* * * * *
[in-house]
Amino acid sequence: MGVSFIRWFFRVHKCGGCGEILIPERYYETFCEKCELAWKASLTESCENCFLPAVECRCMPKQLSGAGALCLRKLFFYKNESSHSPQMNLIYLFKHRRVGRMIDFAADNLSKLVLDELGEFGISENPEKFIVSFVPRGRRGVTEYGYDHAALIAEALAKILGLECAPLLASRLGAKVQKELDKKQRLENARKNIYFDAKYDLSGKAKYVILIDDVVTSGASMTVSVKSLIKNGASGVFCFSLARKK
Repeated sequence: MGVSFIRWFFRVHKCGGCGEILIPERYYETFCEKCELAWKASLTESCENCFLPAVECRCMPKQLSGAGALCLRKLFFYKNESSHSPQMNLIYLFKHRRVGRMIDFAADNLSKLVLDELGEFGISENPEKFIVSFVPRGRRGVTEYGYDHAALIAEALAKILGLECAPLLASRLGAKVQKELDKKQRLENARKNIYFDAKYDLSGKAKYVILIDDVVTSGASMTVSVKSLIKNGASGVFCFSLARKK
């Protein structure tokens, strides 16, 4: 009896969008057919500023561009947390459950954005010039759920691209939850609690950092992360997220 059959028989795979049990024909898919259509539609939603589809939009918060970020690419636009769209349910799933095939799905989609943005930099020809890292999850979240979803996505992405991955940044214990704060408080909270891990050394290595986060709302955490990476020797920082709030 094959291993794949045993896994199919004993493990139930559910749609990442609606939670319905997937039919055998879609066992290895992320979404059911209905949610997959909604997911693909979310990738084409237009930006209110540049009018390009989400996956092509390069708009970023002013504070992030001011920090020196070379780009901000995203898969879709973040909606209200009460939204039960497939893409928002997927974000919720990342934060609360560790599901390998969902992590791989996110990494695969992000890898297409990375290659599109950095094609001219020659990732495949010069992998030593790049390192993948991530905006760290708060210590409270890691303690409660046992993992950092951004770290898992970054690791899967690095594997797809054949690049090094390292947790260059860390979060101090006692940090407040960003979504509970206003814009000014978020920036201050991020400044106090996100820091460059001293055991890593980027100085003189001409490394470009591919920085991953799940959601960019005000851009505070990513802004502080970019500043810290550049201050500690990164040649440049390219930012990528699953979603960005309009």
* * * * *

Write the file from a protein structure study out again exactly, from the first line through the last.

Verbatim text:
[in-house]
Amino acid sequence: MGVSFIRWFFRVHKCGGCGEILIPERYYETFCEKCELAWKASLTESCENCFLPAVECRCMPKQLSGAGALCLRKLFFYKNESSHSPQMNLIYLFKHRRVGRMIDFAADNLSKLVLDELGEFGISENPEKFIVSFVPRGRRGVTEYGYDHAALIAEALAKILGLECAPLLASRLGAKVQKELDKKQRLENARKNIYFDAKYDLSGKAKYVILIDDVVTSGASMTVSVKSLIKNGASGVFCFSLARKK
Repeated sequence: MGVSFIRWFFRVHKCGGCGEILIPERYYETFCEKCELAWKASLTESCENCFLPAVECRCMPKQLSGAGALCLRKLFFYKNESSHSPQMNLIYLFKHRRVGRMIDFAADNLSKLVLDELGEFGISENPEKFIVSFVPRGRRGVTEYGYDHAALIAEALAKILGLECAPLLASRLGAKVQKELDKKQRLENARKNIYFDAKYDLSGKAKYVILIDDVVTSGASMTVSVKSLIKNGASGVFCFSLARKK
């Protein structure tokens, strides 16, 4: 009896969008057919500023561009947390459950954005010039759920691209939850609690950092992360997220 059959028989795979049990024909898919259509539609939603589809939009918060970020690419636009769209349910799933095939799905989609943005930099020809890292999850979240979803996505992405991955940044214990704060408080909270891990050394290595986060709302955490990476020797920082709030 094959291993794949045993896994199919004993493990139930559910749609990442609606939670319905997937039919055998879609066992290895992320979404059911209905949610997959909604997911693909979310990738084409237009930006209110540049009018390009989400996956092509390069708009970023002013504070992030001011920090020196070379780009901000995203898969879709973040909606209200009460939204039960497939893409928002997927974000919720990342934060609360560790599901390998969902992590791989996110990494695969992000890898297409990375290659599109950095094609001219020659990732495949010069992998030593790049390192993948991530905006760290708060210590409270890691303690409660046992993992950092951004770290898992970054690791899967690095594997797809054949690049090094390292947790260059860390979060101090006692940090407040960003979504509970206003814009000014978020920036201050991020400044106090996100820091460059001293055991890593980027100085003189001409490394470009591919920085991953799940959601960019005000851009505070990513802004502080970019500043810290550049201050500690990164040649440049390219930012990528699953979603960005309009």